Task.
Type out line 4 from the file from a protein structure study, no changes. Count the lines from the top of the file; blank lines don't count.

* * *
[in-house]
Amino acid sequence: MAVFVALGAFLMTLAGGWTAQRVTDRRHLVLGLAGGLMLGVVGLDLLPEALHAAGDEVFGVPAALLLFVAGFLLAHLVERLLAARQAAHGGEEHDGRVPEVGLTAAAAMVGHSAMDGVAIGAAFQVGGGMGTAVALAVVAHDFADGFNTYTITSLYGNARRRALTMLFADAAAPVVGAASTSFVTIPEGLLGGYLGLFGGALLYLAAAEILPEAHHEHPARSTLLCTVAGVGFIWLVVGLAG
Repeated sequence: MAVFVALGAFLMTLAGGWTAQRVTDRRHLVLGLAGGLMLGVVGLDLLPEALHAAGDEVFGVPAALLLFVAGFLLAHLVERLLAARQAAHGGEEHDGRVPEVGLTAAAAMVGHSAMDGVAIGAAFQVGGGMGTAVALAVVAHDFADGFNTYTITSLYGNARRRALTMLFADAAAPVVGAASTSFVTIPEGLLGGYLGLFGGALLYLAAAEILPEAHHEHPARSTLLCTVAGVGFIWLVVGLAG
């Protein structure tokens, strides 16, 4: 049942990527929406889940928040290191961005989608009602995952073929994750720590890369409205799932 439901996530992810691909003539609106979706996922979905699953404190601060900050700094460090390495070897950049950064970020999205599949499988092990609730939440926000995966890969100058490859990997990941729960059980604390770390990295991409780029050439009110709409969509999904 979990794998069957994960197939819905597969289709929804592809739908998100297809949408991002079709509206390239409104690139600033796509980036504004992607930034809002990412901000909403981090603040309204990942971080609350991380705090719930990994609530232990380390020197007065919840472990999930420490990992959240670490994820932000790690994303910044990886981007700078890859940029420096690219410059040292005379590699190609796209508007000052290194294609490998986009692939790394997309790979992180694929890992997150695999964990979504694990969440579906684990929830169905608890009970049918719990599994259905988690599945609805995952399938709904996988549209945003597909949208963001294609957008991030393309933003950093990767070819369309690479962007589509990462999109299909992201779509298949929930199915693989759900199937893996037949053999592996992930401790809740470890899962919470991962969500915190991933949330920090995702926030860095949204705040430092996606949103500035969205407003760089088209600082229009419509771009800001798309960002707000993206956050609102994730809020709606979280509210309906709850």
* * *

């Protein structure tokens, strides 16, 4: 049942990527929406889940928040290191961005989608009602995952073929994750720590890369409205799932 439901996530992810691909003539609106979706996922979905699953404190601060900050700094460090390495070897950049950064970020999205599949499988092990609730939440926000995966890969100058490859990997990941729960059980604390770390990295991409780029050439009110709409969509999904 979990794998069957994960197939819905597969289709929804592809739908998100297809949408991002079709509206390239409104690139600033796509980036504004992607930034809002990412901000909403981090603040309204990942971080609350991380705090719930990994609530232990380390020197007065919840472990999930420490990992959240670490994820932000790690994303910044990886981007700078890859940029420096690219410059040292005379590699190609796209508007000052290194294609490998986009692939790394997309790979992180694929890992997150695999964990979504694990969440579906684990929830169905608890009970049918719990599994259905988690599945609805995952399938709904996988549209945003597909949208963001294609957008991030393309933003950093990767070819369309690479962007589509990462999109299909992201779509298949929930199915693989759900199937893996037949053999592996992930401790809740470890899962919470991962969500915190991933949330920090995702926030860095949204705040430092996606949103500035969205407003760089088209600082229009419509771009800001798309960002707000993206956050609102994730809020709606979280509210309906709850």